Tech Briefs

This research contributes to the development of bio/nano interfaces and new classes of biotic/abiotic materials.

During 2007, progress was made on several fronts in a research program oriented toward developing capabilities for biocompatible and biomimetic self-assembly of nanostructures that could perform desired functions as interfaces between biological and nanotechnological systems ("bio/nano" interfaces). These capabilities are expected to contribute, in turn, to development of new classes of biotic/abiotic materials and to understanding of responses of cells to diseases, injuries, stresses, and therapies. The approach followed in this research has been one of striving to understand and exploit celldirected assembly (CDA).

The objectives for 2007 and the efforts to attain those objectives are summarized below.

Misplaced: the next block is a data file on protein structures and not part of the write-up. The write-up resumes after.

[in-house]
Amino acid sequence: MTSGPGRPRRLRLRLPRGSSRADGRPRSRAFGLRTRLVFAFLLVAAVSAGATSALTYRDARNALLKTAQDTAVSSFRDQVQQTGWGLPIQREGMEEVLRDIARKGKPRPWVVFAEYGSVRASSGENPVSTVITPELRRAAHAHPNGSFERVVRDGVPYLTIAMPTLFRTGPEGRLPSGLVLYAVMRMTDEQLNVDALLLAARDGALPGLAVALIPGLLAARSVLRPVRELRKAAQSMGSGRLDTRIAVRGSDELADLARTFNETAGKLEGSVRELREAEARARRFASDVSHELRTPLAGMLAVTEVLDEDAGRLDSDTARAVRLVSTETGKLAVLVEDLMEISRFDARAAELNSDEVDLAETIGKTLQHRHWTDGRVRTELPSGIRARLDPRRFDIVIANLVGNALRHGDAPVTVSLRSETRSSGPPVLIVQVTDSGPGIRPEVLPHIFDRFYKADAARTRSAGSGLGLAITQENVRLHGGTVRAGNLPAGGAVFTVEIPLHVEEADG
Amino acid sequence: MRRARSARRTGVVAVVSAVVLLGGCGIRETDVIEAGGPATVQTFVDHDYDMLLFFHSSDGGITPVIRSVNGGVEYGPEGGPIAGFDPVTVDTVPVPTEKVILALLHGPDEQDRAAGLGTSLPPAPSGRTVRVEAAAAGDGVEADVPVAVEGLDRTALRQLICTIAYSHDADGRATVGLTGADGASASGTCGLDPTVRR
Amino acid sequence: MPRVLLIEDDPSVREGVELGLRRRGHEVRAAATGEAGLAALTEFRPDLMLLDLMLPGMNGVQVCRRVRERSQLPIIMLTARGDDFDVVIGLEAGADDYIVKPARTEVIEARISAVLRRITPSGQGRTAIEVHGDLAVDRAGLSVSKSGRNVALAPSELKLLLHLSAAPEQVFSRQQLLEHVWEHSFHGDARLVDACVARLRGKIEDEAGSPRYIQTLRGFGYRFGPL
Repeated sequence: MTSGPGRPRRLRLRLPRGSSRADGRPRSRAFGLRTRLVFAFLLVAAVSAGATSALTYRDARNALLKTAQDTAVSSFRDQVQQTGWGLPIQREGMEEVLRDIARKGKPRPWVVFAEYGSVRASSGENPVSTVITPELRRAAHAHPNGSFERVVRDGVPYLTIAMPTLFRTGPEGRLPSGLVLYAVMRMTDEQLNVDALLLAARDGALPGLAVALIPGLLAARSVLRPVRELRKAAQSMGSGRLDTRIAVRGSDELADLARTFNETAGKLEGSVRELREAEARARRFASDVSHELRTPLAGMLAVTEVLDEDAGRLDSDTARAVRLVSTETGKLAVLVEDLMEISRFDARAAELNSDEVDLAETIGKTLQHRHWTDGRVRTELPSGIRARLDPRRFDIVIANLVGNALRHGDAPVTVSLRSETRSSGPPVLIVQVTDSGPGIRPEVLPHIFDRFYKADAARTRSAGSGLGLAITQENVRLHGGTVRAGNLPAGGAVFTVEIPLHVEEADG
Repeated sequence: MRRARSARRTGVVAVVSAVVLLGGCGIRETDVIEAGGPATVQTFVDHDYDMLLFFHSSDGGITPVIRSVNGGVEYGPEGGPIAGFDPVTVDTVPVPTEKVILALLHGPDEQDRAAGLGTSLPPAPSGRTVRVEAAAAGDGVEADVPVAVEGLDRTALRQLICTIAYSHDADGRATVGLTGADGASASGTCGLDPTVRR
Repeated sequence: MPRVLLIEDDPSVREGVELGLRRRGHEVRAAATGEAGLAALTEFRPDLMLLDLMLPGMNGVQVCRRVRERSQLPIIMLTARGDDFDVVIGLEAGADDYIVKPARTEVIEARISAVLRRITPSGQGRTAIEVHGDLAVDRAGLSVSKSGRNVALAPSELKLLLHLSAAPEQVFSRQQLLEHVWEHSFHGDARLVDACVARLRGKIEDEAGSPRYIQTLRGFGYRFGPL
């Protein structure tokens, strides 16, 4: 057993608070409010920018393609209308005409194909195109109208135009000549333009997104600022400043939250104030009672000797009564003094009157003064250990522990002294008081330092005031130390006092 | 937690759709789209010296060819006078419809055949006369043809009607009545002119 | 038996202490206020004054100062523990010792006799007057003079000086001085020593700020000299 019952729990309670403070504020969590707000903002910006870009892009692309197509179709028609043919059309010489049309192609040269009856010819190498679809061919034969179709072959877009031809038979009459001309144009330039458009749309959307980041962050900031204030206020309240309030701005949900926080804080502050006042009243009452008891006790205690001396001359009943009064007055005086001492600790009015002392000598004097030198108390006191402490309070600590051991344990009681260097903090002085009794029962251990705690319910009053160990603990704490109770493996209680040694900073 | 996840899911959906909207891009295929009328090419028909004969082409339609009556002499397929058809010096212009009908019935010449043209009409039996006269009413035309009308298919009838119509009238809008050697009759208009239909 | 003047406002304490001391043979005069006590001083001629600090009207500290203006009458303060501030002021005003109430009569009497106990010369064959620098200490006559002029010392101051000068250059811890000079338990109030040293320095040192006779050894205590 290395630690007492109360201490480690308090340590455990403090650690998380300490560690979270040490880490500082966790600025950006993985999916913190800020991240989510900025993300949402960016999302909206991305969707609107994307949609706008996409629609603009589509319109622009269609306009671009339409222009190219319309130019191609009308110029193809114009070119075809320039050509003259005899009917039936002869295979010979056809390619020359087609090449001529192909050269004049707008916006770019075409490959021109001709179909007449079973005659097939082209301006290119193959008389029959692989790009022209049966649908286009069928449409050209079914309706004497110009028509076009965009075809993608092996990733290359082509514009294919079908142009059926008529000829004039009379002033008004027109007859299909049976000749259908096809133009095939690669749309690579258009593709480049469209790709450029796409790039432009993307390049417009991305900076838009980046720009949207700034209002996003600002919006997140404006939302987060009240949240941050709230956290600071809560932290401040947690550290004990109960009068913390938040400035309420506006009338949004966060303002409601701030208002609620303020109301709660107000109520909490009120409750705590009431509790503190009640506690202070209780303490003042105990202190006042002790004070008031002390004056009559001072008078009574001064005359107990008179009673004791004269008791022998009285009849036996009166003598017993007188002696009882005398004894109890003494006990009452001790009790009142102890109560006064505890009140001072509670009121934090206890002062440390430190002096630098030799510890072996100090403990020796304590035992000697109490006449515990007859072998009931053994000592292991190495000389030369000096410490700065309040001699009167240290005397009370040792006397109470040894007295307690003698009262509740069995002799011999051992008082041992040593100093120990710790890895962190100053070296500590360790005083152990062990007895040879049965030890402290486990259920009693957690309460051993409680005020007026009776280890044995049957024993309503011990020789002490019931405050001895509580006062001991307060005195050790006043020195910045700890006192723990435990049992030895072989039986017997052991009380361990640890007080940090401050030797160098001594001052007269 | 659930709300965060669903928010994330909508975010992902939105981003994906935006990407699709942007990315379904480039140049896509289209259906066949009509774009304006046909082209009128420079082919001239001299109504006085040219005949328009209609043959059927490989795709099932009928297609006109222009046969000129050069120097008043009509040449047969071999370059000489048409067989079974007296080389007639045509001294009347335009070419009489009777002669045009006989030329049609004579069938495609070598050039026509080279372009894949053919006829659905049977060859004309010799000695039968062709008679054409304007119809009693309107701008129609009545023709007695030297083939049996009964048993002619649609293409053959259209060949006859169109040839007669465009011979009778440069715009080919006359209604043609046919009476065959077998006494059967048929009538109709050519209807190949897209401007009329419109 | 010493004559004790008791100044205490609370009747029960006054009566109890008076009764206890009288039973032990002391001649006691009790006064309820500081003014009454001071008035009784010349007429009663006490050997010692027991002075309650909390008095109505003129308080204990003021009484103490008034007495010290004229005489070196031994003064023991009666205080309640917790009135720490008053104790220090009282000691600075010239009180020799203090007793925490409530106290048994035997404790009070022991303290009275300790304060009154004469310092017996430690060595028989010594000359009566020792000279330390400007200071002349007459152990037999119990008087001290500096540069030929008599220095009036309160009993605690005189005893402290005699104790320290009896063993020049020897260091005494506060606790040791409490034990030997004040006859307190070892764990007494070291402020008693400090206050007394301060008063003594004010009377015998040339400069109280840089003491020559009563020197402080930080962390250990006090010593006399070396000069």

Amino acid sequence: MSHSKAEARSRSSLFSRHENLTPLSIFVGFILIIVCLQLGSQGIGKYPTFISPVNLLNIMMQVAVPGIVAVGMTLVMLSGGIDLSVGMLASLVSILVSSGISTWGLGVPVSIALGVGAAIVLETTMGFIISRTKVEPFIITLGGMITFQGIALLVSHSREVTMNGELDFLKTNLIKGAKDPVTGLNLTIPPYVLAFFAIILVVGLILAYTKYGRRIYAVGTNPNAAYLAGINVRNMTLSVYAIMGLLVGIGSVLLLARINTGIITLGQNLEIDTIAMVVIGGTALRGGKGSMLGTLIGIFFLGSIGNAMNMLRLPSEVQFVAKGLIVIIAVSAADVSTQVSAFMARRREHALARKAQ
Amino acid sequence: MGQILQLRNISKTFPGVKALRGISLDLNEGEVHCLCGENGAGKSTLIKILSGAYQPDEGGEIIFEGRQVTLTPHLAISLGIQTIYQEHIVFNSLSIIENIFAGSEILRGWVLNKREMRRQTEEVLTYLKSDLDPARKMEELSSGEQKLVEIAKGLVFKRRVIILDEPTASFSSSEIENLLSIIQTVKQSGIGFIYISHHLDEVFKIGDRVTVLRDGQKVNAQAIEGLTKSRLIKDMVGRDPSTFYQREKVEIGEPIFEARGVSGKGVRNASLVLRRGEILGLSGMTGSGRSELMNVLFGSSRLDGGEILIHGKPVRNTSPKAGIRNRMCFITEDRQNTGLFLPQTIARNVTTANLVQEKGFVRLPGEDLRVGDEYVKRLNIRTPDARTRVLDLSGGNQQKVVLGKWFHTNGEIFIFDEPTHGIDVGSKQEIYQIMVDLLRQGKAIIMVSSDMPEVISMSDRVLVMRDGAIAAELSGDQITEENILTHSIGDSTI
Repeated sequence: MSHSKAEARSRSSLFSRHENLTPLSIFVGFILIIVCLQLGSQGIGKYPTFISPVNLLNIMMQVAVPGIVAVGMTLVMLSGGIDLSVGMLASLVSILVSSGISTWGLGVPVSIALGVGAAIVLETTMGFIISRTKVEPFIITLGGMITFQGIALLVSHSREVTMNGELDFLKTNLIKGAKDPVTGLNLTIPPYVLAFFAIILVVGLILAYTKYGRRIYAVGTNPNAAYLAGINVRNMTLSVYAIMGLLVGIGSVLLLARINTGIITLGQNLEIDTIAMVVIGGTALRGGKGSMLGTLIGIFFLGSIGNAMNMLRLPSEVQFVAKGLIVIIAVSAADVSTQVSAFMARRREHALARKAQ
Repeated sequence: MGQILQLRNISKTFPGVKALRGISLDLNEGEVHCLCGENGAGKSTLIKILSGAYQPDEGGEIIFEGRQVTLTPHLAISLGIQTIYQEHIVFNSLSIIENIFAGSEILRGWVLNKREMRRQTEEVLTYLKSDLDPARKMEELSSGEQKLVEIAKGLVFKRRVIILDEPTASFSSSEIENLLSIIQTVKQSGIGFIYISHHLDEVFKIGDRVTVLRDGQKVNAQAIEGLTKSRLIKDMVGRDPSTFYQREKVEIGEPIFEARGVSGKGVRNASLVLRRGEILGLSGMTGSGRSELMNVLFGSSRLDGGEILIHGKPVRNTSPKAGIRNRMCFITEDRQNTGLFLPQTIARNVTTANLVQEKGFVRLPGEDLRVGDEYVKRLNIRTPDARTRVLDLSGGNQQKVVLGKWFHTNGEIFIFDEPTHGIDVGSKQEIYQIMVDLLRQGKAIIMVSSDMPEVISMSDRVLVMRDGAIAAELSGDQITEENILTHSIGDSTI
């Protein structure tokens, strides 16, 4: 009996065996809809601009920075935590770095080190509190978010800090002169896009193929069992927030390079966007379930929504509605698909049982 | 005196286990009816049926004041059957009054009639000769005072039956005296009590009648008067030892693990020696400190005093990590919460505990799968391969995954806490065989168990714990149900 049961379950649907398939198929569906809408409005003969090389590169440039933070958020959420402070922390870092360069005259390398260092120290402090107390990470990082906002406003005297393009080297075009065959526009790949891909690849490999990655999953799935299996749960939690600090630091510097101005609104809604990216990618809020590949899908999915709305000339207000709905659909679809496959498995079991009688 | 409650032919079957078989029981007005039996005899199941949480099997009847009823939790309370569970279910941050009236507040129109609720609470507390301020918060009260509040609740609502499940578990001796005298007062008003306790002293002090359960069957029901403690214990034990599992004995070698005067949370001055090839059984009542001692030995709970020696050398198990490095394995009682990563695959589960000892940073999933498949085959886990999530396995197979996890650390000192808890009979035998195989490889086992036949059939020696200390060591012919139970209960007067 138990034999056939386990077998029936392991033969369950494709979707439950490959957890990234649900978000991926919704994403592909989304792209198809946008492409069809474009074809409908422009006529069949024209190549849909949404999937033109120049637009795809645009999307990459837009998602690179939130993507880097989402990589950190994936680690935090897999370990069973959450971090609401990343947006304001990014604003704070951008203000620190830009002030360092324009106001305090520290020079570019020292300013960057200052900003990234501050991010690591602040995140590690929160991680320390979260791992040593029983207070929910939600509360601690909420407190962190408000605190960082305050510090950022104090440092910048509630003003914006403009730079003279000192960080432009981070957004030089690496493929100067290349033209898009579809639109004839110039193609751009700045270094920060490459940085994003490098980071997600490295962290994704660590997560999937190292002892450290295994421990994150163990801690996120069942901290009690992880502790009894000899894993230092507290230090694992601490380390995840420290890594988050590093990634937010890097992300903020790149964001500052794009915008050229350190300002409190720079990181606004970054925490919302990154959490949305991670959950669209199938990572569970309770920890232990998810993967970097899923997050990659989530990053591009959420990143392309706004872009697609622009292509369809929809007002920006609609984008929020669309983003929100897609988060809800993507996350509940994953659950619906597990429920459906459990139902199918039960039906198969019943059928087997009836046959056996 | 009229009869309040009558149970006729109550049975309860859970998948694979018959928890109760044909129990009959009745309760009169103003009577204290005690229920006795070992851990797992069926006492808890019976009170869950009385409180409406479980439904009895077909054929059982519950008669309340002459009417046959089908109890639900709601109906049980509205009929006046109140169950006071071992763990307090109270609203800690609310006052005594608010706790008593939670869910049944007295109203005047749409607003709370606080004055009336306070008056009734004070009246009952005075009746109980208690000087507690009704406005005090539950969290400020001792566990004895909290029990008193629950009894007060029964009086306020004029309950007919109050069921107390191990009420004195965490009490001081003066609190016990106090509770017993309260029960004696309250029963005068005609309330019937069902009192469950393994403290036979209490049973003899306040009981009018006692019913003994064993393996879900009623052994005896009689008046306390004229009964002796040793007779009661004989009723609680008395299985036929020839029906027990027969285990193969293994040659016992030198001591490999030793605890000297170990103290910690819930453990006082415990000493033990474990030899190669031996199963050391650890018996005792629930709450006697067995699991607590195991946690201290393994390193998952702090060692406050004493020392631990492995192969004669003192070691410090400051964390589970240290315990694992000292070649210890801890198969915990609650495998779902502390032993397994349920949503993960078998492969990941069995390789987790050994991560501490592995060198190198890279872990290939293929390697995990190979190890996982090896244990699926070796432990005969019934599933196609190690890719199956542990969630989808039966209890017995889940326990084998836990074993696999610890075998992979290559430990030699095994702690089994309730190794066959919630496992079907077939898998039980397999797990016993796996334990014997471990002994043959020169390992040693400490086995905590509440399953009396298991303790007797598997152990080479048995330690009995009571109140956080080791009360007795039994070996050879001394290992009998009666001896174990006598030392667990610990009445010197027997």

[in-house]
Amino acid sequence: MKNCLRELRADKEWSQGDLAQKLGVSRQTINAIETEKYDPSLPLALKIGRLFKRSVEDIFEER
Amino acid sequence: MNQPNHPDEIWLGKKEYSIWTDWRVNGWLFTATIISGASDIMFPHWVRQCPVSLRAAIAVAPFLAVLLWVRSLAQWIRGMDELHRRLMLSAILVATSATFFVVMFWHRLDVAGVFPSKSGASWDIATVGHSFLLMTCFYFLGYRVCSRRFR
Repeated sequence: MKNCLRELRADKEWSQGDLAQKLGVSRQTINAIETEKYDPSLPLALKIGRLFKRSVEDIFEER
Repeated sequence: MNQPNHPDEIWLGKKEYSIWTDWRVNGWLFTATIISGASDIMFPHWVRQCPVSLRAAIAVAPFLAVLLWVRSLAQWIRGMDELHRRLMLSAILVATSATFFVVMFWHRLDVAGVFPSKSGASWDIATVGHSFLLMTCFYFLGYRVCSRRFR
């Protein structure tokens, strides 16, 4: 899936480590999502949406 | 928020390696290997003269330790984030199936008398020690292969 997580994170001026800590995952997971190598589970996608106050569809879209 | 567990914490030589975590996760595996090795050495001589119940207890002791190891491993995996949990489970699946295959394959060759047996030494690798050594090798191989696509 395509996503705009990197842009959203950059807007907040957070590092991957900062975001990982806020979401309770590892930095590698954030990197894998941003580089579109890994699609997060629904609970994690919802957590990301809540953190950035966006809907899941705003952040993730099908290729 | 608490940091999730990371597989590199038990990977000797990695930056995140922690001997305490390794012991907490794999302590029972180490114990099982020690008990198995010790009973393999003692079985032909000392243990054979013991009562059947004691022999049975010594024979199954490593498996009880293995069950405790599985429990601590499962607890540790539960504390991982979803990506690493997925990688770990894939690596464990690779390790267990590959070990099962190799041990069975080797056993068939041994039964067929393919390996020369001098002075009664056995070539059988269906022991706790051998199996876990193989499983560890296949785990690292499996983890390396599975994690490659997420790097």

• Objective: Understand cell-directed assembly and use it to direct the formation of new bio/nano interfaces and unique cellular behaviors.

This Fluorescence Image, obtained by confocal scanning microscopy, show slices of yeast cells immobilized in silica matrices that were patterned partly by use of dihexanoylphosphatidylcholine (a lipid) and palmitoyl oleoyl phosphatidylcholine liposomes.
The pursuit of this objective included an investigation of the inclusion of multiple amphipathic components to control and tailor interfacial structures and functions. This investigation was prompted in part by the observation that plasma membranes in cells incorporate multiple amphipathic components, including phospho- and glycolipids, cholesterol, and integral and peripheral proteins. The amphipathic components studied in this investigation included water-soluble lipids and water-soluble liposomes (see figure).

The pursuit of the abovementioned objective included a demonstration of creation of new interfaces through modification of cells to incorporate non- native functional proteins. In this demonstration, by use of a novel technique, a CDA process was used to incorporate, into surface layers of yeast cells, bacteriorhodopsin from Halobacterium salinarum.